Wetlands Protection

Wetlands-KarineAigner_iLCP-695x352

Wetlands are critical components of a healthy Bay and ecosystem.

Photo Credit: © 2010 Karine Aigner/iLCP

Wetlands are a critical component to the protection and restoration of the Bay.

The Chesapeake Bay receives half of its water from an intricate network of 111,000 miles of creeks, streams, and rivers and 1.7 million acres of wetlands. Wetlands are low-lying areas covered by water some or all of the time. Coastal or tidal wetlands are shallow tributaries and other areas affected by changes in the tides. Inland or non-tidal wetlands are "ephemeral" or "intermittent" streams or ponds surrounded by dry land. They may be located in floodplains and their water levels may be affected by groundwater or rainfall. Whether tidal or inland, permanent or intermittent, they are a critical component of the protection and restoration of the Bay.

Wetlands;

  • soak up excess water from storm surges, helping to mitigate flooding in surrounding areas,
  • trap polluted runoff, slowing the flow of excess nutrients, sediments, and chemical contaminants into the Bay; and
  • provide unique and often delicate habitat for fish, birds, mammals, and invertebrates.

Unfortunately, however, they are threatened by development, invasive species and sea level rise caused by climate change. They must be protected.

Proposed Rollbacks to the Protections of Wetlands or the "Clean Water Rule"

In 2015, the Environmental Protection Agency (EPA) and the U.S. Army Corps of Engineers (Corps) finalized a new definition of 'Waters of the United States” (WOTUS) – or the 2015 Clean Water Rule. This definition of WOTUS provided clarity about what types of wetlands require Section 402 and Section 404 Clean Water Act permits that are essential to Bay restoration.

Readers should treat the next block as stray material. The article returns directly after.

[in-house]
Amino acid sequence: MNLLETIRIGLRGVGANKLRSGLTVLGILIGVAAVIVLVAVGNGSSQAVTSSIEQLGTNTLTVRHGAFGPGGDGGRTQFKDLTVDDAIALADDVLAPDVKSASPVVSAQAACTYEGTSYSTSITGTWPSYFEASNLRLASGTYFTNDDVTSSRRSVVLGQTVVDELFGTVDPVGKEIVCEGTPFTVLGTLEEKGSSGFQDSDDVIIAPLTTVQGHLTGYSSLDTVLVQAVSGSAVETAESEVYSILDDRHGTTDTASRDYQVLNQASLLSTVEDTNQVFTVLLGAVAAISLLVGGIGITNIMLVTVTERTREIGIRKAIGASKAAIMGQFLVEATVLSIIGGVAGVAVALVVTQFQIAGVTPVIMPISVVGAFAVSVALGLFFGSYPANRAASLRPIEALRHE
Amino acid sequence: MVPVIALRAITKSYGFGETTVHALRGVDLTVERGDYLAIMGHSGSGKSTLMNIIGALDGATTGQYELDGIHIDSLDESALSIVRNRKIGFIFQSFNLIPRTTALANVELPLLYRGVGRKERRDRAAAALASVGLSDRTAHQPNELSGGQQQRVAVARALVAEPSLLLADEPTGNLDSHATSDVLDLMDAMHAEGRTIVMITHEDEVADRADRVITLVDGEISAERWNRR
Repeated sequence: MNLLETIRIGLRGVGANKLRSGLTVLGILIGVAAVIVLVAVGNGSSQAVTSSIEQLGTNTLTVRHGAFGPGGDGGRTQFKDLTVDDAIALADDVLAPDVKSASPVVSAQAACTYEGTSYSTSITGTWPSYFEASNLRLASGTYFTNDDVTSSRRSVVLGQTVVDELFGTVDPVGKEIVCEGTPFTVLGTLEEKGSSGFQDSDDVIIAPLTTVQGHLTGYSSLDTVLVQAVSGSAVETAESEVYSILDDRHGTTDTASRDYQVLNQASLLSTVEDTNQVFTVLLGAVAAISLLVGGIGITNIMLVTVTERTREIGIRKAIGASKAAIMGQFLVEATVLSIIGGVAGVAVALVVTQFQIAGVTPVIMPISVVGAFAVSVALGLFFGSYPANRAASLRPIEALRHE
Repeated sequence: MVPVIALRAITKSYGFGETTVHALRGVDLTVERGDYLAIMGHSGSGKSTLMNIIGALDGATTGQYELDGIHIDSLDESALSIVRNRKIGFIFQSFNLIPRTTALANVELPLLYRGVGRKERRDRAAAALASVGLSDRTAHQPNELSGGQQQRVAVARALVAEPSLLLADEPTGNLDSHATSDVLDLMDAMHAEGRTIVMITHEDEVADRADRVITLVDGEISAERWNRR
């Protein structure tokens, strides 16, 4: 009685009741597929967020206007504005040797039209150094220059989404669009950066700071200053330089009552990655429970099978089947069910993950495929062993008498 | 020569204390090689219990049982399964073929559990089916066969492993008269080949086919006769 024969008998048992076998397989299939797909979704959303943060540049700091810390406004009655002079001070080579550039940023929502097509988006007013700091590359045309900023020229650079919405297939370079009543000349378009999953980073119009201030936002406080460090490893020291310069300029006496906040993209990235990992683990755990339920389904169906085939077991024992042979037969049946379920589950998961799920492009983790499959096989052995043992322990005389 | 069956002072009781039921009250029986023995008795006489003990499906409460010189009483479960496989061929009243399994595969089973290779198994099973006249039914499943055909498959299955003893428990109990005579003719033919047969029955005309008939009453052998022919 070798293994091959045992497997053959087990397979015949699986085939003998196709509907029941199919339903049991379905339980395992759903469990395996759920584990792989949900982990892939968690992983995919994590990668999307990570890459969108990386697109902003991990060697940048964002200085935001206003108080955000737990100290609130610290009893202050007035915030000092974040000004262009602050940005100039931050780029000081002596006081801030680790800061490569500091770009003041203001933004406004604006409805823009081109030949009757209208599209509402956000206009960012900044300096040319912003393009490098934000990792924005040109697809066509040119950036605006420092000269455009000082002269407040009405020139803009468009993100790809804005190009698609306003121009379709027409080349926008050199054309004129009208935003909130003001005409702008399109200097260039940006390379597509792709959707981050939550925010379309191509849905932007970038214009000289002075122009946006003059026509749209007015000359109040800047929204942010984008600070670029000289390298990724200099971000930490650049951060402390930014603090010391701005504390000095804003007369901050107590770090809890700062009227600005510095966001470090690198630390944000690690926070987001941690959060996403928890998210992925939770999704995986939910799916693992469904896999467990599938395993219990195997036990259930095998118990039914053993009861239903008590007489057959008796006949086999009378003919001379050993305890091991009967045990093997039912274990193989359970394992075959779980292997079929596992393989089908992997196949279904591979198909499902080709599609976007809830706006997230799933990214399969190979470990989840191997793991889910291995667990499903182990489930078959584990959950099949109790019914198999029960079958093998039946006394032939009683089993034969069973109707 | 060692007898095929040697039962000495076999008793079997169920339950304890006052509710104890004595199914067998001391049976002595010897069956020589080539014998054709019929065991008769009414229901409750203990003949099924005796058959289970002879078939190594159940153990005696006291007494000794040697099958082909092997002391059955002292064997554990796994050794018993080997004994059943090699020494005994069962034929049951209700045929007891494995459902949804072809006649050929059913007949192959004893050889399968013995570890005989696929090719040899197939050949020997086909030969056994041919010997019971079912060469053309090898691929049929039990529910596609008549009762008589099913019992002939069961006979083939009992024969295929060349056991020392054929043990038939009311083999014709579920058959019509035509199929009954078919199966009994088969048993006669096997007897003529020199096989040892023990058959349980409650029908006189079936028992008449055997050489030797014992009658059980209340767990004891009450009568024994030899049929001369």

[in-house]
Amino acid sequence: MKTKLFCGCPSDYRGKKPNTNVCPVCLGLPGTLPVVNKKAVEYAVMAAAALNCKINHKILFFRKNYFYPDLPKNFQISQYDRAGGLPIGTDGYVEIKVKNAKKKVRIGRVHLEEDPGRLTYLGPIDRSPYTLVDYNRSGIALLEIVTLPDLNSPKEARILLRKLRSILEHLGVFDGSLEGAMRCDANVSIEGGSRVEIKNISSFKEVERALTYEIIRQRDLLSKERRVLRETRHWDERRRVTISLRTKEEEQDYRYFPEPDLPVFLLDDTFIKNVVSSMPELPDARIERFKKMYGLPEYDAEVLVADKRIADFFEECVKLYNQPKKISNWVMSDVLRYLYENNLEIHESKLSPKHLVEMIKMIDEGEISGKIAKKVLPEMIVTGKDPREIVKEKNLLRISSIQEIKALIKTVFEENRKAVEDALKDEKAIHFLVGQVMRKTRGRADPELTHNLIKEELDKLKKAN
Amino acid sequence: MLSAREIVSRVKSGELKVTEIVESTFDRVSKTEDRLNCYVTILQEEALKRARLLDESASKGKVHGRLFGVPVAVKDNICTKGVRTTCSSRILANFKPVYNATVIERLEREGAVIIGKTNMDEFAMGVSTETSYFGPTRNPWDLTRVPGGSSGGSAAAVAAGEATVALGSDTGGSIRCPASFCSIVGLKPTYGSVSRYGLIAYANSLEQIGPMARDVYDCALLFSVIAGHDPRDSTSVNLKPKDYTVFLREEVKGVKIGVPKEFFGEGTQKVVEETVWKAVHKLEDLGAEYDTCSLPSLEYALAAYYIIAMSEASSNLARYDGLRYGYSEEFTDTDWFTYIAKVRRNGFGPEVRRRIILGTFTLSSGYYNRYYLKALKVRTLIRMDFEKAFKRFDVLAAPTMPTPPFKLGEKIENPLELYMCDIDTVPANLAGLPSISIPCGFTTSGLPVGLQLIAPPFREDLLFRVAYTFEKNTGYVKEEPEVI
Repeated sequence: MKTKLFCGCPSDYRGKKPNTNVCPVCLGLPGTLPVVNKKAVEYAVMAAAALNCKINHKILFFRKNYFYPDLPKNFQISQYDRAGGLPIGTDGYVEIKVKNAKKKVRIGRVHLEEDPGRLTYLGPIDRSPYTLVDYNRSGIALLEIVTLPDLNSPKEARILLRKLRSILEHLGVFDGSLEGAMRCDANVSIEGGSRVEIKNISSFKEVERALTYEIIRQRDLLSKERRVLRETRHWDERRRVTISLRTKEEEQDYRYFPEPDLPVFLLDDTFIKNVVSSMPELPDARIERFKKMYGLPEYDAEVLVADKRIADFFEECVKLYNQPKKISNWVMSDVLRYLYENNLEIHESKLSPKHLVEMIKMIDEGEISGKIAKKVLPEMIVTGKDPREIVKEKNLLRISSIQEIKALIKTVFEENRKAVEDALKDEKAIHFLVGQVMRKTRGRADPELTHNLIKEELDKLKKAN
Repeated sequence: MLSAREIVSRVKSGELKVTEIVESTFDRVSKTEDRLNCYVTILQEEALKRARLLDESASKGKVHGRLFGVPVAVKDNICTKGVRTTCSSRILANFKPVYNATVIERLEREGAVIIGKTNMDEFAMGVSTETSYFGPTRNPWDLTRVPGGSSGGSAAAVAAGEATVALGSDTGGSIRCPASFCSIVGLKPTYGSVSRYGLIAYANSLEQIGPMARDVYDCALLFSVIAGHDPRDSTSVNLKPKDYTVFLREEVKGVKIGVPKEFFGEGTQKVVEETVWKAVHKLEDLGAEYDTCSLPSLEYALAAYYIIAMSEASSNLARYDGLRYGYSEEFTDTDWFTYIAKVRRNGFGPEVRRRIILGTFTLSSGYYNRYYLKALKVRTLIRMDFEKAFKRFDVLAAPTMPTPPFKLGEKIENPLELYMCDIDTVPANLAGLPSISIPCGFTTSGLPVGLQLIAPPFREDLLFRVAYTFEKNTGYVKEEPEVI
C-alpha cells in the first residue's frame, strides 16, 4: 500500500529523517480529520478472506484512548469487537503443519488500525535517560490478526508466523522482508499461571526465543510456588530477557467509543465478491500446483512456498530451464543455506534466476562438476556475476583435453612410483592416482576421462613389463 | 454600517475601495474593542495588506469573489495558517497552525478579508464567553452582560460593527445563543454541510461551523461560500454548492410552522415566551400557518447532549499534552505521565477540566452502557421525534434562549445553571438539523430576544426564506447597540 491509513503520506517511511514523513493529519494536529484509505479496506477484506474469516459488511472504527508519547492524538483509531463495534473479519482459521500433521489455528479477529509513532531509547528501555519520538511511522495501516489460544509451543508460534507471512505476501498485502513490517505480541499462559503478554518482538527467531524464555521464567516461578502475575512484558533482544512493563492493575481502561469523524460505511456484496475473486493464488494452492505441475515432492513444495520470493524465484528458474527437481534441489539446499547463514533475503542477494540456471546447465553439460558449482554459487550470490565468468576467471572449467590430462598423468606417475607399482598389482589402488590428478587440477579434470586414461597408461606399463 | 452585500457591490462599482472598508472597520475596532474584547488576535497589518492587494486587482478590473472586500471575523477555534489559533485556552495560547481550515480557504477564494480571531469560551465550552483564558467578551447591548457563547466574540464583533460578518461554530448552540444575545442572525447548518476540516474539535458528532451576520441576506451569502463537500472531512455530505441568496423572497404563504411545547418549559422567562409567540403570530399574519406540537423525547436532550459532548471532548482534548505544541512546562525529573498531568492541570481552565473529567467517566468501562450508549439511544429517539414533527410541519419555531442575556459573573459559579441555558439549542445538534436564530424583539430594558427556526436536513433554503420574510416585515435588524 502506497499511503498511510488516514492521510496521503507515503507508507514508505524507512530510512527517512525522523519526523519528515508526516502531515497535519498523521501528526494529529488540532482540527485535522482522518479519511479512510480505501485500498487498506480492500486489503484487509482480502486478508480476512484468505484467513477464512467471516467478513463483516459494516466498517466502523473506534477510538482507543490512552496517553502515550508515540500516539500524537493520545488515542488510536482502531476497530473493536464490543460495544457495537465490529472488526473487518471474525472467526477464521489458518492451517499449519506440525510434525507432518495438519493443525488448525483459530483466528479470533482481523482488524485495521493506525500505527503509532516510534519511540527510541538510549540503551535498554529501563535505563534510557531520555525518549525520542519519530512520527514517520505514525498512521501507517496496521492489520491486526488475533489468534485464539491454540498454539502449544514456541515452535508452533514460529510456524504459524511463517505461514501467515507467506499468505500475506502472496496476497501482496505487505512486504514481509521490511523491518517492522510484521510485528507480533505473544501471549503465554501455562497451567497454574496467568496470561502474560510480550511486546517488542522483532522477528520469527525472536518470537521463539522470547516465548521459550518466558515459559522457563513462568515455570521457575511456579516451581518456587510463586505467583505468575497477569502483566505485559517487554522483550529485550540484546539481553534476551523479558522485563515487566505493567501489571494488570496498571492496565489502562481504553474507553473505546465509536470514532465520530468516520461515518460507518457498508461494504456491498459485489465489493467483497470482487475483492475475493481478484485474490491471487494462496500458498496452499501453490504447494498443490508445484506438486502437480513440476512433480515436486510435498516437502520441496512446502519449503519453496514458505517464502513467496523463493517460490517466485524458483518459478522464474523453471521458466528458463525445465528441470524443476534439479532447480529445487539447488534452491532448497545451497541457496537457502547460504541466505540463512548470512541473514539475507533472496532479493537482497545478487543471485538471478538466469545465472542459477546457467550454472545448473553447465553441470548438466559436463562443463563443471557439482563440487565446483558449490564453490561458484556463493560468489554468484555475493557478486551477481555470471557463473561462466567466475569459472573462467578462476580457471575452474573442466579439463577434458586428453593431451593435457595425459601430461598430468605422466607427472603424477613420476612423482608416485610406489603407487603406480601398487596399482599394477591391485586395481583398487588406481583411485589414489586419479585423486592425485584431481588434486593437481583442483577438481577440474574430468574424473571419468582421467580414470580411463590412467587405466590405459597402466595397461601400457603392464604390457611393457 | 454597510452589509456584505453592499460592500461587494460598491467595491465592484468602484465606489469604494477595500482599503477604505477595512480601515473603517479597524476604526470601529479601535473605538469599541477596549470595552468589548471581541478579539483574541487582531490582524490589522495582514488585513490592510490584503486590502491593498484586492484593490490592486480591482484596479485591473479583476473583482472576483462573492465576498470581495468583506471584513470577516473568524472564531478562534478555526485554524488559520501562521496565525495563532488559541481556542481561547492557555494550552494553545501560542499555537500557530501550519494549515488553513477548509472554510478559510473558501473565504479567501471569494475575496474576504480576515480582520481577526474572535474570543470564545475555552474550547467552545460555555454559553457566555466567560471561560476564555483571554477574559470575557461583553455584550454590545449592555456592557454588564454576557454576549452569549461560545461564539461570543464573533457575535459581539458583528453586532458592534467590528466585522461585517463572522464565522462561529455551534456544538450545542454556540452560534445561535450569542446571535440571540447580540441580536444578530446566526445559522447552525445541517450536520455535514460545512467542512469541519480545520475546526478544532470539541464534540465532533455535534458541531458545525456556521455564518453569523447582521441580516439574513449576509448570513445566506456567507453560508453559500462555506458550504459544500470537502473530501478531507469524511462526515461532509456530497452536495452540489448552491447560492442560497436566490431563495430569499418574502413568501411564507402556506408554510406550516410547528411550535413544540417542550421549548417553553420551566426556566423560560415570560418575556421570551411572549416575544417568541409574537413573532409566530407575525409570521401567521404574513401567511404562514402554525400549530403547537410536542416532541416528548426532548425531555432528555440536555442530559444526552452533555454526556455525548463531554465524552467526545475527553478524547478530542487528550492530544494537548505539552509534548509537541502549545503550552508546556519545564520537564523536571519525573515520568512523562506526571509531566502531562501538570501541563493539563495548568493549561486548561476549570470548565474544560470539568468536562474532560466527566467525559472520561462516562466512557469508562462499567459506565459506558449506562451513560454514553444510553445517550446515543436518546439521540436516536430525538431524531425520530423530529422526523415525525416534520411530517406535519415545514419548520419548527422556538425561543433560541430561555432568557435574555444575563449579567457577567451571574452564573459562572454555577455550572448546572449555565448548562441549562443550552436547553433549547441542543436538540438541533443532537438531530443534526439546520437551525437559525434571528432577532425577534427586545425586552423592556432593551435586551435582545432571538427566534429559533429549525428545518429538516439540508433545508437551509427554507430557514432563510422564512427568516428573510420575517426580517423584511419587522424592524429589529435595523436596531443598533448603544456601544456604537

In repsonse to President Trump's Executive Order 13778, entitled "Restoring the Rule of Law, Federalism, and Economic Growth by Reviewing the 'Waters of the United States' Rule," EPA and the Corps initiated a two-step process to repeal and replace the 2015 Clean Water Rule.

Step 1: In 2017, EPA and the Corps proposed rules to recodify the regulatory language that was in place prior to the 2015 Clean Water Rule and change the effective date of that rule to 2020. CBF opposed all of these proposals.

Step 2: In December of 2018, EPA and the Corps announced their proposal to replace the 2015 Clean Water Rule. Among other things, their proposal narrows the definition of WOTUS so that features that only contain water during or in response to rainfall (ephemeral features), groundwater, many ditches (including most roadside or farm ditches), prior converted cropland, stormwater control features, and waste treatment systems would not be included.

As CBF’s Vice President for Environmental Protection and Restoration, Lisa Feldt, says:

“The Chesapeake Bay Foundation strongly opposes these limits to the Clean Water Act, one of the bedrock environmental laws protecting the Chesapeake Bay.

Wetlands are critical to the protection and restoration of the Chesapeake Bay. They act as buffers, absorbing pollution before it enters local rivers and streams, and also reduce storm surges help control flooding. Protecting and increasing wetland acreage is essential to achieve the goals of the Chesapeake Clean Water Blueprint and the Chesapeake Bay Agreement.

The new proposal will have the greatest impacts to the Bay states that do not have additional wetlands protections or rely on the federal program, like Delaware, West Virginia and the District of Columbia. This will make it more difficult for the Bay states with stricter wetland protection programs, like Maryland, Virginia, and Pennsylvania to hold upstream states accountable for water pollution that crosses state lines.”

CBF is drafting comment opposing these changes. For more information on the proposal, and to submit your own comments, go to the Federal Register.

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